Dr. Frank Galey, Dean of the College of Ag and Natural Resources at the University of Wyoming, and chair of the Wyoming brucellosis coordination team, said UW is working on improving the vaccine. Logan said there are studies going on at several locations across the country to find a better vaccine, and develop better testing for both elk and cattle. The vaccine the industry uses now, RB51 is a good vaccine, but isn’t 100 percent effective. “The industry would benefit from having something that was more efficacious,” Logan said.

Historically, the bangs vaccine was assumed to be part of the health protocol for replacement heifers. Montana is now taking comments on a proposal to change that.

The proposed rule would remove brucellosis vaccination requirements for cattle imported into Montana from states, provinces and territories that have been brucellosis-free for at least 10 years, according to a press release from the Montana Department of Livestock.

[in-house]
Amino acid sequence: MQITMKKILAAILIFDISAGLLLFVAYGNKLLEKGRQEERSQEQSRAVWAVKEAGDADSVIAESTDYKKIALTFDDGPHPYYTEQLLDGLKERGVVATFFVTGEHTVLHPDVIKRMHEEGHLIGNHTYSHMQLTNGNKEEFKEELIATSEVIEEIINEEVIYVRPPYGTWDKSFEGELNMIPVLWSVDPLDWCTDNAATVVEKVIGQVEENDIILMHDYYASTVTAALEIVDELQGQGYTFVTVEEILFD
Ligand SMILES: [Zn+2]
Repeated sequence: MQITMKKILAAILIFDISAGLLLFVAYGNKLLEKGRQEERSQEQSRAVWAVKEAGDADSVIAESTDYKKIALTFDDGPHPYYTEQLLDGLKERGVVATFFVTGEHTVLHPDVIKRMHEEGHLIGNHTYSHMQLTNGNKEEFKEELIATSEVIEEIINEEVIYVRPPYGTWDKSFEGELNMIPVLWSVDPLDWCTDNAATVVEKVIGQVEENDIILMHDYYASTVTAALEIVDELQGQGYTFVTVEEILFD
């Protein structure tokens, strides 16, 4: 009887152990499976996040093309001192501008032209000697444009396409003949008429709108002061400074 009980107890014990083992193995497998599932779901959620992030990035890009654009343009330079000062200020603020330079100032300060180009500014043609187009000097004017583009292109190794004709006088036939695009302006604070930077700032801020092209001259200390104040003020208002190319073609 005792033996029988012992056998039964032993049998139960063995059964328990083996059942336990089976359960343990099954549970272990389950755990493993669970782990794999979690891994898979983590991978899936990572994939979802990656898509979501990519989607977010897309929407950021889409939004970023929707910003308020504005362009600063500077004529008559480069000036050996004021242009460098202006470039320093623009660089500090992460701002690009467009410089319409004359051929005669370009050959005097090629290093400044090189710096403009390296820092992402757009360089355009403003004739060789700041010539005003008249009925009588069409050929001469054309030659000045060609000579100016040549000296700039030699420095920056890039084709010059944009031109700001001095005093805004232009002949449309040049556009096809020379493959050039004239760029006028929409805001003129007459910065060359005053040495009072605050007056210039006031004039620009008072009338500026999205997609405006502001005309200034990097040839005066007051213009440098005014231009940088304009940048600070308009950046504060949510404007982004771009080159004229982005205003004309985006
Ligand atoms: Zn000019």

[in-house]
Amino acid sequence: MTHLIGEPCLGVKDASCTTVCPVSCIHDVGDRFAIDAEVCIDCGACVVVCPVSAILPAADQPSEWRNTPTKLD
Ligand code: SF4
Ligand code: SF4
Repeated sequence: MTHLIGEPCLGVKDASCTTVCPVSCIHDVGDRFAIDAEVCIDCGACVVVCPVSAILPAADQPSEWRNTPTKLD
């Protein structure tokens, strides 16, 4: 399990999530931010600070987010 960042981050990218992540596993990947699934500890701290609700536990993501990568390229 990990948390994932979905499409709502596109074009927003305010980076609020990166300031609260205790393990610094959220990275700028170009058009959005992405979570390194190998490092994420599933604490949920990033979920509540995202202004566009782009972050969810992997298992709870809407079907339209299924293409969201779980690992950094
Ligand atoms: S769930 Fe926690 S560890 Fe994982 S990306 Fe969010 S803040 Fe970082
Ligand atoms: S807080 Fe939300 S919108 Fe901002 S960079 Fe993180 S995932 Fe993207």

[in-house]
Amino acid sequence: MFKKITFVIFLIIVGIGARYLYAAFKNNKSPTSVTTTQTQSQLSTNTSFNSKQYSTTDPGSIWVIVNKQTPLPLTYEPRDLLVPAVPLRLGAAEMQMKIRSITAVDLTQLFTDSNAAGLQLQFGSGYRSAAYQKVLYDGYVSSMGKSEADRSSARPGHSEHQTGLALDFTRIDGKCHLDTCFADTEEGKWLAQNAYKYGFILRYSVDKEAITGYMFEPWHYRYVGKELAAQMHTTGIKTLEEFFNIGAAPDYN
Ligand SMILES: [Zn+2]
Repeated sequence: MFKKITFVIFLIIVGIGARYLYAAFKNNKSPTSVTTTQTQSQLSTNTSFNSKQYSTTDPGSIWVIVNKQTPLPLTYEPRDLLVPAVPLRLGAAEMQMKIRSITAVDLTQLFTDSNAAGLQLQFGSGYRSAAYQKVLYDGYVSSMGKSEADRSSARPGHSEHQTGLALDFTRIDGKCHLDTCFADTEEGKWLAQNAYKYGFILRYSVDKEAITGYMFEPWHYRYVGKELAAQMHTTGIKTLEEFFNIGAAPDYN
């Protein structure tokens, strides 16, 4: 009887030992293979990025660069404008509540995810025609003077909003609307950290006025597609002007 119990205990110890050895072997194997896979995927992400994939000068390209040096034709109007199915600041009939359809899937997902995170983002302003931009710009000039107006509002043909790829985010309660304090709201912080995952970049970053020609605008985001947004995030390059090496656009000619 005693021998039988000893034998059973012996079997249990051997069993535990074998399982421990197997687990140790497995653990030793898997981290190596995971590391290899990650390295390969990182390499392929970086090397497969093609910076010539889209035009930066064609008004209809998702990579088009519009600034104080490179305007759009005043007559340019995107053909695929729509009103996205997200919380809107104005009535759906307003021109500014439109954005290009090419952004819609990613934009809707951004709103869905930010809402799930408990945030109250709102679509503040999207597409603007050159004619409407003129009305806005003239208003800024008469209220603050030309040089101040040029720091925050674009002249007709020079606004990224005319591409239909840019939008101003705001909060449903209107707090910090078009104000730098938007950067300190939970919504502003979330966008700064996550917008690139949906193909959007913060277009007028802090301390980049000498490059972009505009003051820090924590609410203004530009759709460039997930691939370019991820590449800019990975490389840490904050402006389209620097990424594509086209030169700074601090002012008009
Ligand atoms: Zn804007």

“While this would be a change from the way we’ve done things in the past, the simple fact is that 46 states have been brucellosis-free for at least 10 years or more, and there is negligible risk of importing the disease from those states,” Montana state veterinarian Dr. Marty Zaluski said.

Zaluski said the proposal would benefit producers by reducing regulation and vaccination costs, and eliminating the need for upon-arrival quarantines.

“The proposed rule will not impact our efforts on brucellosis surveillance and science-based prevention in areas of known risk in southwestern Montana,” Zaluski said.

The vaccination requirements for the four counties in Montana’s DSA would not be changed. F